If you’re seeking your daily dose of optimism and affirmations, now is a good time to stop reading.
While one might expect a little more enthusiasm from a baseball fan, seeing Spring Training 2.0 resumes today, at this point—after three full months living through a pandemic without sports—my cynicism has been honed into a hair-splitting blade.
I’m not expecting much from MLB’s abbreviated 60-game season, although it does give a team like the Red Sox—whose fifth starter could be buying beer in Lawrence right now—a puncher’s chance at the postseason.
That is, if there is a postseason, which Dr. Anthony Fauci, Director of the National Institute of Allergy and Infectious Diseases, believes is unlikely to happen.
Like most people, I’ve been waiting on my hands for the world to return to normalcy, however nebulous normalcy now seems. And when the MLB announced that baseball would resume play on July 23, it seemed things were trending in the right direction.
In theory, I should be feeling the idea that, in less than a month, I could be sipping a cold beer and watching a Sunday matinee on NESN in my plums right now.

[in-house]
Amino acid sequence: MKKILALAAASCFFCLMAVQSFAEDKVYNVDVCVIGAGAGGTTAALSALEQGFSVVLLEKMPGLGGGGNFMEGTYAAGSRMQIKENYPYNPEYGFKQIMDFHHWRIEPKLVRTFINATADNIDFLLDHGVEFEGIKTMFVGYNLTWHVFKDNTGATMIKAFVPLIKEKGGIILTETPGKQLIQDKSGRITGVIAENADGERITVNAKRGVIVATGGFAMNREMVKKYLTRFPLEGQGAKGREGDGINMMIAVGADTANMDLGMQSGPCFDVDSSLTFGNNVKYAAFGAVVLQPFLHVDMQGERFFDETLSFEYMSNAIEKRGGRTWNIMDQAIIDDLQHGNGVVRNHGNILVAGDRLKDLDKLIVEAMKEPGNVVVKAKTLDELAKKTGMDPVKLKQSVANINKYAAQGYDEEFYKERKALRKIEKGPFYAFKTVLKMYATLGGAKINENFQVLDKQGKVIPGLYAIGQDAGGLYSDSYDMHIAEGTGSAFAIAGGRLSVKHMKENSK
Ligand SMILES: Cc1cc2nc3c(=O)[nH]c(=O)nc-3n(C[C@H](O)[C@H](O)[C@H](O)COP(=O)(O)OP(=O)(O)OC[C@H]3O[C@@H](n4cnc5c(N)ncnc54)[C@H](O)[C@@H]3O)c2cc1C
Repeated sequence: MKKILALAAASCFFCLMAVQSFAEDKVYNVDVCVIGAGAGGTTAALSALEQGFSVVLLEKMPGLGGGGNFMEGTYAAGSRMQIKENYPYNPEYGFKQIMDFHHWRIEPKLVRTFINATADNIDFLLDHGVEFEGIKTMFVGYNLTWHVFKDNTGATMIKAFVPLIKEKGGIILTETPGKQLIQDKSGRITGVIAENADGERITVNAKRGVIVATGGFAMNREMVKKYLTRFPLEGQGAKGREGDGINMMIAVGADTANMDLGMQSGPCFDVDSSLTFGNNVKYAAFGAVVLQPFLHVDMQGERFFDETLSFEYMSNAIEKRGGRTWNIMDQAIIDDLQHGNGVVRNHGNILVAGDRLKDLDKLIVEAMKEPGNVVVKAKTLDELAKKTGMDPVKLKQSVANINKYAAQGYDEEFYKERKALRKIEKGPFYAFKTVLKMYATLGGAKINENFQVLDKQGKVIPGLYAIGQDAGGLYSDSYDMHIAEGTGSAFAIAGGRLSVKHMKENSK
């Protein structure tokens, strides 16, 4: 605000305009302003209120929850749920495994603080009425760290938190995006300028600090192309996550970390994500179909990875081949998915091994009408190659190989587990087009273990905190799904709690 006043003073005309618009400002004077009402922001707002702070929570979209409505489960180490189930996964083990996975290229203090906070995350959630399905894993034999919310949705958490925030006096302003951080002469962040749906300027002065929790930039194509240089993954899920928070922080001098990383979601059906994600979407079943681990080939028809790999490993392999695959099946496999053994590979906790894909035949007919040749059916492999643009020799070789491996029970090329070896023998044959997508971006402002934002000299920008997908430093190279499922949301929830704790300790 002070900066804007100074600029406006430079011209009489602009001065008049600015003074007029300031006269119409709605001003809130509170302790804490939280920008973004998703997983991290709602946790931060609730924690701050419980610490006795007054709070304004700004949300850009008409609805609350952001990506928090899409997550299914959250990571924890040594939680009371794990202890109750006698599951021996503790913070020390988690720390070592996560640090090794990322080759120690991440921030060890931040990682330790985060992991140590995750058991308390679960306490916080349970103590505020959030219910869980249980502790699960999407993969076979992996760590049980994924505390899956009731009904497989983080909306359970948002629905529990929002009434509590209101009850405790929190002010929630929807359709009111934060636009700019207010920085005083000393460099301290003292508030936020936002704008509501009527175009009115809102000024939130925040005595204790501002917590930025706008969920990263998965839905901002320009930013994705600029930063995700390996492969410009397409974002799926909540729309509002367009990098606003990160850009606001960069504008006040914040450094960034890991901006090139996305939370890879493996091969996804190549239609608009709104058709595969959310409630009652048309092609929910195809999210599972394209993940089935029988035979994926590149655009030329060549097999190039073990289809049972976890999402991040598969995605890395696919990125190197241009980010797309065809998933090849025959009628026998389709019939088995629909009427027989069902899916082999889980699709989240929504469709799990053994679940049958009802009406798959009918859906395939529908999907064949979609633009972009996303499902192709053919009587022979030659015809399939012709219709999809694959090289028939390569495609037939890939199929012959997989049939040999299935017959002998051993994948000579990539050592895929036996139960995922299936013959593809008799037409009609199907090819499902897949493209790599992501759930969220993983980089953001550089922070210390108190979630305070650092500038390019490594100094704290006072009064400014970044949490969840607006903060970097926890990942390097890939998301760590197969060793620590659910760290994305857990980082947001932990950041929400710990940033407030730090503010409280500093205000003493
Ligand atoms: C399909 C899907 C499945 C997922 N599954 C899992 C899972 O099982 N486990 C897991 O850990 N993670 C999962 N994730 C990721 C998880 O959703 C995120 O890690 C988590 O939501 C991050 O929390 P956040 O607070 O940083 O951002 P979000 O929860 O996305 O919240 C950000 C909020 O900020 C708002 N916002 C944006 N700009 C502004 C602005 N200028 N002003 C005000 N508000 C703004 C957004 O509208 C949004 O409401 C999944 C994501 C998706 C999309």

But I’m not. This aberration of a season is anything but “normal,” and I’m still dubious that it will be tolerable to watch.
For starters, what will the games look like without fans? Granted, baseball’s pastoral rhythms lend itself better to the empty stadium than, say, football. Hell, teams like Tampa Bay have been playing in an empty stadium since 1998.
Still, the Red Sox and Yankees will play one-sixth of their schedule against each other, and what will sports’ most heralded rivalry do without their respective fan bases working themselves into drunken bleacher rages?
That feels abnormal.
Speaking of the schedules, 40 of the 60 regular season games will be played against the other four teams in the AL East. For me, one of the joys of watching baseball is watching future-legends like Mike Trout play a few times a year. I see myself tiring of the Baltimore Orioles quite quickly.
There are, however, some things about the proposed season that I find intriguing.
For example, I can’t wait for the first extra inning game to start with a runner on second base and watch how that plays out strategically. In fact, this season seems like a missed opportunity for the MLB to pilot some of the suggestions to improve the game’s PR problems with younger fans. Why not try the pitch clocks to pick up the pace?
And, finally, the National League will be using the designated hitter, which I personally love.
Not only as a sports fan, but as a human being, I’m rooting for baseball’s season to have at least a modicum of success—and, yes, I plan to violate one of my cardinal rules of gambling and wager on the baseball games.
But I have my doubts.
I’m trying not to rain on anyone’s Fourth of July parade, but I would be surprised if this season—or any sports season—makes it past September. Until there’s a vaccine, nothing can return to normal.
And normal could already be irrevocably different.